The bottom line is that this Shemita is no joke as it mamish wipes out loans that one gave in good faith hoping to be repaid.  And why shouldn’t it? Who says that just because you were nice enough to advance a chaver in need badly needed funds, that you’re entitled to get repaid? Don’t you know that no good deed goes unpunished? Want more bad news?  Bazman Hazeh (in our times), even when the laws of Yoivel  are not applicable, (according to most Halachic authorities), this mitzvah of  Shemitas Kesofim remains in effect  (Rabbinic only). And taka why? Says the Gemora that this was instituted so that these laws would not be forgotten from Israel. Moreover, this Mitzvah applies both in Israel and here in chutzlo’oretz (Diaspora), since it is an obligation dependent on the person (Gavrah) and not on the land (Adamah).  Still it doesn’t epes feel right.

 

Nu, what to do about this halacha? How do we operate? Would people lend  money even for interest (we’ll get to that soon) in year six (or earlier) if they understood that their loans are subject to being wiped out in year seven? And which clever Yid wouldn’t stall repaying his obligations so that they could get wiped out in year seven? Brilliant mamish, ober not to worry because Toirah/shmoira and the very clever rabbis understood that business is business and that the halochois of Shemita and loan cancellation would mamish shut down the economy. Who would support their local rabbis and appoint them as their land or chometz selling agents, if they weren’t getting their loans repaid and couldn’t collect interest? Nu, when the Rabbis parnosa (livelihood) was on the line, they came up with one of the more clever loopholes ever created and named it the Pruzbil. Veyter.What is a pruzbil? Halt zicheyn (keep your pants on, you chazir farmer), soon we’ll address that and how you too, can make one. Veyter.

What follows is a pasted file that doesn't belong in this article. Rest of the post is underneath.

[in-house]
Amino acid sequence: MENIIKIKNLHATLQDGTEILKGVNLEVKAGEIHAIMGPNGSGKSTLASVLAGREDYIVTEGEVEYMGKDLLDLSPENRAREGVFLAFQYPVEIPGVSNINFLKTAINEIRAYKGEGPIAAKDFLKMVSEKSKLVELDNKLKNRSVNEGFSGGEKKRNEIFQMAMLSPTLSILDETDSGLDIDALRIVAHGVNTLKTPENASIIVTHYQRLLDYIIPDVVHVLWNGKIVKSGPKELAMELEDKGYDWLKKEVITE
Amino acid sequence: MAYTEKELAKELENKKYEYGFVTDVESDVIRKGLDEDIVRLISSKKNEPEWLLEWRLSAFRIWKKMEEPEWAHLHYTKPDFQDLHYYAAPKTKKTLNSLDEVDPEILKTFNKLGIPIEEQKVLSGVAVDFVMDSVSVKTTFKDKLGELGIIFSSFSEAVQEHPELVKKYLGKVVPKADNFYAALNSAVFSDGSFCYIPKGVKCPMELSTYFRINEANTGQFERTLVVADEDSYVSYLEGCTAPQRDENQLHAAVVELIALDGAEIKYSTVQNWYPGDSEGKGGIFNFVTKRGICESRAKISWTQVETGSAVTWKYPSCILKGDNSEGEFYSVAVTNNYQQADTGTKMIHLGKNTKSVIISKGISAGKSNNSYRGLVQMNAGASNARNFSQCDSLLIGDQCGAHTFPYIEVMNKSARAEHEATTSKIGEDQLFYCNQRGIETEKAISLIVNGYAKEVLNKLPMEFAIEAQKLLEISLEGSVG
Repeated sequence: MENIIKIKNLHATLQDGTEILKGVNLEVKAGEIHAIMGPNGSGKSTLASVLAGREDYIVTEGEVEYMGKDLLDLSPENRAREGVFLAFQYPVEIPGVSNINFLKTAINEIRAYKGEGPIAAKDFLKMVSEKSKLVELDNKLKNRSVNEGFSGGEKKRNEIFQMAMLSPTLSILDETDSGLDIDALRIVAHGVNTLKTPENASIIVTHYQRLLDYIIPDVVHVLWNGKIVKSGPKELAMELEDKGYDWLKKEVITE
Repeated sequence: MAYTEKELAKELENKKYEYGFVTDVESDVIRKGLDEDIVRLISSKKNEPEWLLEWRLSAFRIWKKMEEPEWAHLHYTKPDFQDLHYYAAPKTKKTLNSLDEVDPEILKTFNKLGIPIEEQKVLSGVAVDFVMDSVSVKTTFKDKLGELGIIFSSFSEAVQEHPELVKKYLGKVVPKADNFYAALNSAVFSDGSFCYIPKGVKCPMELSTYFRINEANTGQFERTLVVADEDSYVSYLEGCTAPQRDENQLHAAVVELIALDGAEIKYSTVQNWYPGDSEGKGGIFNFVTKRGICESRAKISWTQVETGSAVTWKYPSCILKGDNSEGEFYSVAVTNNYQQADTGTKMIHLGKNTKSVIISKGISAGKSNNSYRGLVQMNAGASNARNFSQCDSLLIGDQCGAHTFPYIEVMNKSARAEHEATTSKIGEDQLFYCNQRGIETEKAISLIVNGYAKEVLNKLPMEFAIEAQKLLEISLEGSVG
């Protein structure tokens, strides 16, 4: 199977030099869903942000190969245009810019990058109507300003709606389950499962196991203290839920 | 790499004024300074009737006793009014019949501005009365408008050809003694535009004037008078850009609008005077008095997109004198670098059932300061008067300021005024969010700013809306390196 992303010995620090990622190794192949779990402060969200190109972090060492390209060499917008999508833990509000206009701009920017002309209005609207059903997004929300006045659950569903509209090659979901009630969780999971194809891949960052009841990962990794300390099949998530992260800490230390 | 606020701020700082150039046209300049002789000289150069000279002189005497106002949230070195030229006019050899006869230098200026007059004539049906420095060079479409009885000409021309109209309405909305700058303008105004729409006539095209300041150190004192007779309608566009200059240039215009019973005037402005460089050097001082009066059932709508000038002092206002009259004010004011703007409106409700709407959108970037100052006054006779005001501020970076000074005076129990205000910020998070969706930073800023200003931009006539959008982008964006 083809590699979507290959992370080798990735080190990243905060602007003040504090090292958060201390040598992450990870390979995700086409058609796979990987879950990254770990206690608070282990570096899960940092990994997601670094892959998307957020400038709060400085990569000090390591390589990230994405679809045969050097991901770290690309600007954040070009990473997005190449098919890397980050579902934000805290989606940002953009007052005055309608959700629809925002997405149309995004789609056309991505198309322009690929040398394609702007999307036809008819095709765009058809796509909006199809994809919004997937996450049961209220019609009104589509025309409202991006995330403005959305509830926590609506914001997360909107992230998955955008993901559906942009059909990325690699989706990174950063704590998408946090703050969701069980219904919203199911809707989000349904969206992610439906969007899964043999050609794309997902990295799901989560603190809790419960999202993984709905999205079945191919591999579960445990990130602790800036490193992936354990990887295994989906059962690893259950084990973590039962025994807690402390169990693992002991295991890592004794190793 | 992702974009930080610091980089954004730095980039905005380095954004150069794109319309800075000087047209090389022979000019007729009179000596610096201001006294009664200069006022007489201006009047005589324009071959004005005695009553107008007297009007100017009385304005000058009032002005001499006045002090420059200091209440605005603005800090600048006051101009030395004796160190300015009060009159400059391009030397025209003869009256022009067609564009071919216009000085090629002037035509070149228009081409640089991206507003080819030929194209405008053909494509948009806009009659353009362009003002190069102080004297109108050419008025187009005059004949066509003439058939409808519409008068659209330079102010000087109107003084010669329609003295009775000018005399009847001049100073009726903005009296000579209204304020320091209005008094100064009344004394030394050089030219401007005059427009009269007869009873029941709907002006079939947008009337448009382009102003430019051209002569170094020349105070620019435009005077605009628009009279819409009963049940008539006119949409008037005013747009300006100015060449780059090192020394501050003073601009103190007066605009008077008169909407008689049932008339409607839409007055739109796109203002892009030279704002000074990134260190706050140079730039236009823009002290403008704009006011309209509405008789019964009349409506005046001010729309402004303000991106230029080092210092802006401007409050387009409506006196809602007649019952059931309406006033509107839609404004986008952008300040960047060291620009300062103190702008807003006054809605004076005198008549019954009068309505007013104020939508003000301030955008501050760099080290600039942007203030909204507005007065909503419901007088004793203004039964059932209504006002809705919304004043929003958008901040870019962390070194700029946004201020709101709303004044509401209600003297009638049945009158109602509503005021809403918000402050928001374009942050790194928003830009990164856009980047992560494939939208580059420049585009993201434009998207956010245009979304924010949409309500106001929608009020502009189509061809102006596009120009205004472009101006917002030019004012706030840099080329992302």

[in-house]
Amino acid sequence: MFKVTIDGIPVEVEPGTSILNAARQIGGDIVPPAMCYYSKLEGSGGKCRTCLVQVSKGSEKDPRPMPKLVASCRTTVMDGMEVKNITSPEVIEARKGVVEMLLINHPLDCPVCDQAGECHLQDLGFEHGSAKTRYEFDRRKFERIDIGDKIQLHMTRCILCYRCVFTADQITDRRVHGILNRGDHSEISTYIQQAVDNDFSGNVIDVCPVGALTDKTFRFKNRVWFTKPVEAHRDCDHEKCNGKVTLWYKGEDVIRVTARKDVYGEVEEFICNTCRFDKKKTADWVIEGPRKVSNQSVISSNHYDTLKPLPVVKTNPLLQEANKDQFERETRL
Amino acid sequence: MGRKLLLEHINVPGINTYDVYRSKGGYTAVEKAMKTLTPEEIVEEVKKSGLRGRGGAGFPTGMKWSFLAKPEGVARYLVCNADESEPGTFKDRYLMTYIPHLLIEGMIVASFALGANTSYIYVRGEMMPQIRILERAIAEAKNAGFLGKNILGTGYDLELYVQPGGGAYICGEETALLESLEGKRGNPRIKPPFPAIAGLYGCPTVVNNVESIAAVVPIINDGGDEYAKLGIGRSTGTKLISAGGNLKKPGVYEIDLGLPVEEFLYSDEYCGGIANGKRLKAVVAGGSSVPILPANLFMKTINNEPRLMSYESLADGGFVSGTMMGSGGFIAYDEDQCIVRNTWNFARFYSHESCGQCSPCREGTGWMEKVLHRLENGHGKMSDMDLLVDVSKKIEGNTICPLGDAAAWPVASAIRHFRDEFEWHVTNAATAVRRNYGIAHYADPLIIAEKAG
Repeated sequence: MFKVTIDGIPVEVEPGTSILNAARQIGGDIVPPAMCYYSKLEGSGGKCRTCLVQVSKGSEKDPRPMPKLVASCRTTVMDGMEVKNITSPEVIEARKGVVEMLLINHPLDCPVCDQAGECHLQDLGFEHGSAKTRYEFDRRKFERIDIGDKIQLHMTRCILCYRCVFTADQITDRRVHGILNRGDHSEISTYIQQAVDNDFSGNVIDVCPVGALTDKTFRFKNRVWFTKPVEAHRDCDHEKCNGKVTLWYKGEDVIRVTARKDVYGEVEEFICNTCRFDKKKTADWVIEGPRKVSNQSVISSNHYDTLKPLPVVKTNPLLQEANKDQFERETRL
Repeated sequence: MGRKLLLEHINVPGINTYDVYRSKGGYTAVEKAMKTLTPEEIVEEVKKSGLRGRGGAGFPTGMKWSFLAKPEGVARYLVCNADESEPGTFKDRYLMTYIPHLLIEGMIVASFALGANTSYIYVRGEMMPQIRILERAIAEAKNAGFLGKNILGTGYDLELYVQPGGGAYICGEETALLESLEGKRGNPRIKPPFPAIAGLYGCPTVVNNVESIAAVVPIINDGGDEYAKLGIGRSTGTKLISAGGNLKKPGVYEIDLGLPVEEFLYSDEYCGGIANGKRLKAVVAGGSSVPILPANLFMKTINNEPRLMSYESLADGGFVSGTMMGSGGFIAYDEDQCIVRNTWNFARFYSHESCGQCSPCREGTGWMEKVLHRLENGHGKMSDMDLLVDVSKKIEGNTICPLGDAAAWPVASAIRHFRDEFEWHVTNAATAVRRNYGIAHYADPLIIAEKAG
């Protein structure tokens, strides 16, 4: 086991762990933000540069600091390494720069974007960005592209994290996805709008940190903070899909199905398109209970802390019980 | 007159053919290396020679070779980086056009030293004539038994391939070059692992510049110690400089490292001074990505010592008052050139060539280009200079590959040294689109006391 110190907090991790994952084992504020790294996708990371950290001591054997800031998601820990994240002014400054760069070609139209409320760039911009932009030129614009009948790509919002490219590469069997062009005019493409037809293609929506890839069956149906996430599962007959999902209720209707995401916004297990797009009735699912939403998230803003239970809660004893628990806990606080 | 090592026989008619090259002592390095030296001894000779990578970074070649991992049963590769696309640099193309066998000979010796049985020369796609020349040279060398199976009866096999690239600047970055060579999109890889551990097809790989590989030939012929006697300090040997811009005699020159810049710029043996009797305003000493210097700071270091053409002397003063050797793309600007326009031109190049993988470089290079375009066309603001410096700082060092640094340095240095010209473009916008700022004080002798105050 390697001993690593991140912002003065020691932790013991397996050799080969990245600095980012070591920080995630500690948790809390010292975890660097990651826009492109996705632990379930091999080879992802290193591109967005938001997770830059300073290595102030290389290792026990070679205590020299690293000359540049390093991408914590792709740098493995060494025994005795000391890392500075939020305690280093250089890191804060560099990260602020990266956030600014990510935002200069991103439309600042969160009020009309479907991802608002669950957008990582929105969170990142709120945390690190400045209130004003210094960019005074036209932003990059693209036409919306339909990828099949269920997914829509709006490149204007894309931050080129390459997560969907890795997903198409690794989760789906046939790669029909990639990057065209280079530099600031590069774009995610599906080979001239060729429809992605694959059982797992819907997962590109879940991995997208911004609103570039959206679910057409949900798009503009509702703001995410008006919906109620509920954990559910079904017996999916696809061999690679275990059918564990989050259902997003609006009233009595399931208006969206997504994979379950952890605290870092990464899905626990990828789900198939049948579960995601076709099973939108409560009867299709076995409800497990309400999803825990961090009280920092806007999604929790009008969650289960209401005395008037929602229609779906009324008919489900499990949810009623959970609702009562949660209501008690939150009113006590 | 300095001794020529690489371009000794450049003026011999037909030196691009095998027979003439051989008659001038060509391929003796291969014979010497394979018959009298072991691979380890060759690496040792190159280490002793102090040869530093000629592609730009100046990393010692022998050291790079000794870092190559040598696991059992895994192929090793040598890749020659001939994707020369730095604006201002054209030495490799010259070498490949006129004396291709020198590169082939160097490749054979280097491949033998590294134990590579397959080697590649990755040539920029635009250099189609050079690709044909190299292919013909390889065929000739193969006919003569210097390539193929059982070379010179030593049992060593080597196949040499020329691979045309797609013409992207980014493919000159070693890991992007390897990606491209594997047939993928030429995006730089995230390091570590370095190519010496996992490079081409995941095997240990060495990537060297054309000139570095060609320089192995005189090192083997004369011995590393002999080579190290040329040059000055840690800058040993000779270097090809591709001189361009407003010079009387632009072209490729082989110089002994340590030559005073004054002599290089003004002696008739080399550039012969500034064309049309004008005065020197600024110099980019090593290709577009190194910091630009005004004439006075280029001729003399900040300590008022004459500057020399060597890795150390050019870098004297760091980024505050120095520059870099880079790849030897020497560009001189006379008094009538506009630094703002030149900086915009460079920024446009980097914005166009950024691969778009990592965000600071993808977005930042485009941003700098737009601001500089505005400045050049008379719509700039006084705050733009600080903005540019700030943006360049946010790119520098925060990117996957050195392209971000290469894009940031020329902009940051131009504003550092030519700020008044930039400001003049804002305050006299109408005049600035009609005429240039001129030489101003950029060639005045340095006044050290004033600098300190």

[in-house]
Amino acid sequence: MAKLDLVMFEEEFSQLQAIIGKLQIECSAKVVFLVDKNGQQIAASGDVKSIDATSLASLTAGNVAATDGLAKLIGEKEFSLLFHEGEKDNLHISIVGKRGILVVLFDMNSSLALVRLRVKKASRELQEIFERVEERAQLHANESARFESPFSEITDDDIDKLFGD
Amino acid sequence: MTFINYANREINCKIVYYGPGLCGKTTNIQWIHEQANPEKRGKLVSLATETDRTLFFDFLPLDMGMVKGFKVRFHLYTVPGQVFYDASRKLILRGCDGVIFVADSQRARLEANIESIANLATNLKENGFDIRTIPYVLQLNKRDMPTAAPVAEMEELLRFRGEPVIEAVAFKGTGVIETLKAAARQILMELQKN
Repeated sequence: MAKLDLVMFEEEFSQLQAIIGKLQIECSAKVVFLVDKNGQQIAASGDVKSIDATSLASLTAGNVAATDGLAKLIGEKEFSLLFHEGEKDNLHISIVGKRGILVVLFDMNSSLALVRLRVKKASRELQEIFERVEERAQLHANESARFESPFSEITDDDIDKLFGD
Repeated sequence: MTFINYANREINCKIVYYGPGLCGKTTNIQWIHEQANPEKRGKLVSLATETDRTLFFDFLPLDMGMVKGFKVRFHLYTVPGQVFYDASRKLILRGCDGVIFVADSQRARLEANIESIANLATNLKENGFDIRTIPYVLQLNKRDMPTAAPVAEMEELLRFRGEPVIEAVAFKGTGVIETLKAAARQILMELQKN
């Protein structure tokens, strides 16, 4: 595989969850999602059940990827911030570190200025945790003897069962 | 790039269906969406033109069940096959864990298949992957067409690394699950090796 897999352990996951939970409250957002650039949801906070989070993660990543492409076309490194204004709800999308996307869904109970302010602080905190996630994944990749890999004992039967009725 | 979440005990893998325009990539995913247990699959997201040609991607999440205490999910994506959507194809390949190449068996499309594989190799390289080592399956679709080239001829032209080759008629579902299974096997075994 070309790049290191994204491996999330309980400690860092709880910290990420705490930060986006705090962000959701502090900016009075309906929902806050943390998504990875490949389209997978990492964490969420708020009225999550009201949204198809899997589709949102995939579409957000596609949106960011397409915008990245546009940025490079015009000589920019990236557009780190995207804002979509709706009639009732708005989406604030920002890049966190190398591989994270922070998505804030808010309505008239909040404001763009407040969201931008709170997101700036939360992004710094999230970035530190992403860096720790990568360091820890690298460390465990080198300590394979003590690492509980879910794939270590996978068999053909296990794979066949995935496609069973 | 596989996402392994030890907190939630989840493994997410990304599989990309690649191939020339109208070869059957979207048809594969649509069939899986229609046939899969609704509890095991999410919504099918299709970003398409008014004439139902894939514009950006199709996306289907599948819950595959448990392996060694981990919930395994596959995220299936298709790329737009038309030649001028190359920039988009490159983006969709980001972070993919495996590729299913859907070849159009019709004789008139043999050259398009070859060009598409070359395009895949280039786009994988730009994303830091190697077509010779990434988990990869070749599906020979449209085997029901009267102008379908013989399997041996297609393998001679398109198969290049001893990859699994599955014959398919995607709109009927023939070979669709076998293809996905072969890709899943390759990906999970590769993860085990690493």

Says the heylige Toirah (25:35, 36) azoy: “When your brother becomes impoverished and loses the ability to support himself…do not   take advance interest or accrued interest” Yet do we not regularly borrow monies from banks and others and willingly pay interest? Do we not consider it a great mitzvah to buy Israel Bonds, which pay more-than-competitive interest rates? And when was the last time you lent out money without charging epes a vig, a few points + interest? When? Never!  Shoin! As an aside, when was the last time someone paid you back timely? And in order for the money business to exist, a gisheft that supported many Yiddin over the centuries, and in order not to violate this halacho from the Toirah mamish, our good and knowledgeable Rabbis who chapped that money was a key ingredient in daily life, created another loophole and called this one the ‘heter-iska’ which is another cleverly created document  that converts a loan into a business partnership. And as we said mamish just above, this is very similar to another rabbinic loophole, that of mechiras chometz, the “fictitious”, according to some,  sale of chometz to the goy and which  spares us the necessity to actually rid our homes of chometz, thereby somehow avoiding the explicit demands of the heylige Toirah. Is the Oisvorfer suggesting that the system is corrupt mamish? Chas v’sholom!